Seqirus, a global leader in influenza prevention, today presented absolute efficacy data on the company’s cell-based quadrivalent influenza vaccine (QIVc) from a randomized controlled trial (RCT) which met its primary endpoint in children and adolescents between ≥2 to <18 years of age over three influenza seasons. This study, which was presented at the European Society for Paediatric Infectious Diseases (ESPID) virtual conference, represents the first absolute efficacy study of a cell-based seasonal influenza vaccine in this population.
“Annual influenza vaccination is extremely important,” said Jonathan Edelman, MD, Vice President, Clinical Development at Seqirus and study author. “This study reinforces our commitment to addressing this very serious public health threat by utilizing our advanced influenza vaccine technologies to help protect as many people as possible, including populations such as children between the ages of 2 and 18.”
Standard influenza vaccines are manufactured using the egg-based manufacturing process and may be subjected to egg-adapted changes. QIVc is developed using the cell-based influenza vaccine manufacturing process, an alternative to egg-based manufacturing.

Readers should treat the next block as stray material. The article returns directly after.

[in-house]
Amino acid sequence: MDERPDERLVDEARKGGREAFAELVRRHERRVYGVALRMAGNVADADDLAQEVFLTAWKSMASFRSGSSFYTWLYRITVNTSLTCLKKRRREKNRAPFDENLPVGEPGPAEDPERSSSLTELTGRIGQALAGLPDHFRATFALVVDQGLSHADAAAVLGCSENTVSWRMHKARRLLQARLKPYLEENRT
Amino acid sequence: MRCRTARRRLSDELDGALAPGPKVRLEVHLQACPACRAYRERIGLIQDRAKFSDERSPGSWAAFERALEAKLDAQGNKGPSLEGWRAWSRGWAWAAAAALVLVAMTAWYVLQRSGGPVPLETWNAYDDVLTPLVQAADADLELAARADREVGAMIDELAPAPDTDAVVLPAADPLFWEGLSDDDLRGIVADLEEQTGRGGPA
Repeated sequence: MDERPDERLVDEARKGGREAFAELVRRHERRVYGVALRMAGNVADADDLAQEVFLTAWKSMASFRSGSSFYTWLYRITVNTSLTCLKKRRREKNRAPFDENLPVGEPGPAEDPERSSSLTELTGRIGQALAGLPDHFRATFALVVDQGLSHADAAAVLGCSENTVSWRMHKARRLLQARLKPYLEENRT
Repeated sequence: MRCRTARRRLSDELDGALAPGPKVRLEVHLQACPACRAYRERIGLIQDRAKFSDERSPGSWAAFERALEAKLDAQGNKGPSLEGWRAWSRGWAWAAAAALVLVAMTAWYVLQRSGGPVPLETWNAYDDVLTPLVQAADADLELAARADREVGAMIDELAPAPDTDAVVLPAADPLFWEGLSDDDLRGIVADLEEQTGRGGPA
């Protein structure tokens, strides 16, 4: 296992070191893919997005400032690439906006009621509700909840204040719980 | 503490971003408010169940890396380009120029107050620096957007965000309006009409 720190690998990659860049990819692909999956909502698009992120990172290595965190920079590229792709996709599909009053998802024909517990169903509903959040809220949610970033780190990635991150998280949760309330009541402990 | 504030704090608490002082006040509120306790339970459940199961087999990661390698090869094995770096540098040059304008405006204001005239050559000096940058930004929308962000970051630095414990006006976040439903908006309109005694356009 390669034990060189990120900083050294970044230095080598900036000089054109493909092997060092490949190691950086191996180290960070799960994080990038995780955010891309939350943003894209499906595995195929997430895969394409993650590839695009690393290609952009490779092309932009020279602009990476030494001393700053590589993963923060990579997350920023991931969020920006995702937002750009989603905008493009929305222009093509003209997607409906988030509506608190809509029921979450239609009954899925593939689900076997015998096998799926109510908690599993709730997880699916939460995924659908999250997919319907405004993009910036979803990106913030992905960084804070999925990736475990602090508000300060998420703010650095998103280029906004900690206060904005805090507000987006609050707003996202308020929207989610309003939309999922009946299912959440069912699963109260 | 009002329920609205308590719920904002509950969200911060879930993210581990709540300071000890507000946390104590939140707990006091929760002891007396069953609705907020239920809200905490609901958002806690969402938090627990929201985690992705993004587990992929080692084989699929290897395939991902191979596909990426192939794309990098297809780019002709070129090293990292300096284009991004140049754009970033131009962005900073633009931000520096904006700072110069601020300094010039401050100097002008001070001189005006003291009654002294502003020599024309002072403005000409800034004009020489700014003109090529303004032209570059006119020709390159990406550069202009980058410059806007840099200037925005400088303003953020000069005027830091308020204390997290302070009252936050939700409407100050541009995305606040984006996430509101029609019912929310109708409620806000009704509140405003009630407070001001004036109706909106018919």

“We are pleased to continue to build a strong body of evidence for QIVc across expanded populations,” said Gregg Sylvester, MD, Chief Medical Officer at Seqirus. “Amidst the ongoing COVID-19 pandemic, we are more grounded than ever in our mission to safeguard against seasonal influenza. With over 100 million doses of QIVc distributed globally as of September 2020, we are proud to share this data highlighting the benefit of our cell-based influenza vaccine technology for young children.”
In the U.S., Seqirus operates a state-of-the-art cell-based manufacturing facility located in Holly Springs, North Carolina, purpose-built in partnership with the Biomedical Advanced Research and Development Authority (BARDA) to increase cell-based vaccine manufacturing capacity and combat pandemic influenza threats. Cell-based influenza vaccine technology may potentially offer advantages over the standard influenza manufacturing process, including being more scalable and offering faster production in the event of an influenza pandemic.2